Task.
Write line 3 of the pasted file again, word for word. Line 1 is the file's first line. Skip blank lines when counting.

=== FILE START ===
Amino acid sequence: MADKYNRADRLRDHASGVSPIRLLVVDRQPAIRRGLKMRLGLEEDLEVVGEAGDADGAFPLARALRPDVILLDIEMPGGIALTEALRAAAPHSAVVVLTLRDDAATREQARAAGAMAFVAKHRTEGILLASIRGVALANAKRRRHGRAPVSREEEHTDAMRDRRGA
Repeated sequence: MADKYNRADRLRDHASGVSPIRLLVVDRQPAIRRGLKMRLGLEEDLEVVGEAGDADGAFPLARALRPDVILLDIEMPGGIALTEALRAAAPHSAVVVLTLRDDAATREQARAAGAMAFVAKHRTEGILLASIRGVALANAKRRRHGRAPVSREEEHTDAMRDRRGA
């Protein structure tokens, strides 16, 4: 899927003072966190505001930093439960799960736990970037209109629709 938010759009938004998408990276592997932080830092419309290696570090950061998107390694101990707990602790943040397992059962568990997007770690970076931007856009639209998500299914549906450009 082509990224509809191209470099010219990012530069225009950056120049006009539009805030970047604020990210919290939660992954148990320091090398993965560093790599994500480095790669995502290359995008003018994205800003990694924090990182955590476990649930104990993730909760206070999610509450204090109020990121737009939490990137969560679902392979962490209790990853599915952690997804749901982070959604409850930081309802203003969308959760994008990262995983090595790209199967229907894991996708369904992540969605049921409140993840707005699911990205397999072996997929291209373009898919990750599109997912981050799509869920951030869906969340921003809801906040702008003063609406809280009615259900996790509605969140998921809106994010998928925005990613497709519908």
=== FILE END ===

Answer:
């Protein structure tokens, strides 16, 4: 899927003072966190505001930093439960799960736990970037209109629709 938010759009938004998408990276592997932080830092419309290696570090950061998107390694101990707990602790943040397992059962568990997007770690970076931007856009639209998500299914549906450009 082509990224509809191209470099010219990012530069225009950056120049006009539009805030970047604020990210919290939660992954148990320091090398993965560093790599994500480095790669995502290359995008003018994205800003990694924090990182955590476990649930104990993730909760206070999610509450204090109020990121737009939490990137969560679902392979962490209790990853599915952690997804749901982070959604409850930081309802203003969308959760994008990262995983090595790209199967229907894991996708369904992540969605049921409140993840707005699911990205397999072996997929291209373009898919990750599109997912981050799509869920951030869906969340921003809801906040702008003063609406809280009615259900996790509605969140998921809106994010998928925005990613497709519908």